2 August 2014 The JWST science instrument payload: mission context and status
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Abstract
The James Webb Space Telescope (JWST) is the scientific successor to the Hubble Space Telescope. It is a cryogenic infrared space observatory with a 25 m2 aperture (6 m class) telescope that will achieve diffraction limited angular resolution at a wavelength of 2 um. The science instrument payload includes four passively cooled near-infrared instruments providing broad- and narrow-band imagery, coronography, as well as multi-object and integral-field spectroscopy over the 0.6 < λ < 5.0 um spectrum. An actively cooled mid-infrared instrument provides broad-band imagery, coronography, and integral-field spectroscopy over the 5.0 < λ < 29 um spectrum. The JWST is being developed by NASA, in partnership with the European and Canadian Space Agencies, as a general user facility with science observations to be proposed by the international astronomical community in a manner similar to the Hubble Space Telescope. Technology development and mission design are complete. Construction, integration and verification testing is underway in all areas of the program. The JWST is on schedule for launch during 2018.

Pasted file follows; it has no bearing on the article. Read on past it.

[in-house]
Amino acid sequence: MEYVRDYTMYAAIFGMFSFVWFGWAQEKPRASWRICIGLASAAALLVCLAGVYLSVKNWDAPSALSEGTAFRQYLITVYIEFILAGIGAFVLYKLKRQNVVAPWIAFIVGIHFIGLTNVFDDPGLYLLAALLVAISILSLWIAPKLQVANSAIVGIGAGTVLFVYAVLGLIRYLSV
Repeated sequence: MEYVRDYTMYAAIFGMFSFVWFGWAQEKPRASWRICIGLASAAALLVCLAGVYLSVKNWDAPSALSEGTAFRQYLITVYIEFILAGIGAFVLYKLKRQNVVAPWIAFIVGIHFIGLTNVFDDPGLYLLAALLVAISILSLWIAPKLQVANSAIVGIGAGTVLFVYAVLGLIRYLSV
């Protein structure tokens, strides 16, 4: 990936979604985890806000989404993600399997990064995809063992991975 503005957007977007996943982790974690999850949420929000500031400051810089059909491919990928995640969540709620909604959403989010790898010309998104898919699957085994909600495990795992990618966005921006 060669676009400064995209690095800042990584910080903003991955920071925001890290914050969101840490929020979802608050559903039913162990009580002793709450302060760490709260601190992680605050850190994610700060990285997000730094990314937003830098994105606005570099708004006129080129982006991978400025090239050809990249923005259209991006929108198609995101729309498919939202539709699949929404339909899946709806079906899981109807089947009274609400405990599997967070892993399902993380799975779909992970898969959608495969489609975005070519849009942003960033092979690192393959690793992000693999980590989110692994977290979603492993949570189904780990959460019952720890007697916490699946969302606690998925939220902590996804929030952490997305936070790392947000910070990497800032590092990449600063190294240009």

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Matthew A. Greenhouse, Matthew A. Greenhouse, } "The JWST science instrument payload: mission context and status", Proc. SPIE 9143, Space Telescopes and Instrumentation 2014: Optical, Infrared, and Millimeter Wave, 914307 (2 August 2014); doi: 10.1117/12.2054777; https://doi.org/10.1117/12.2054777
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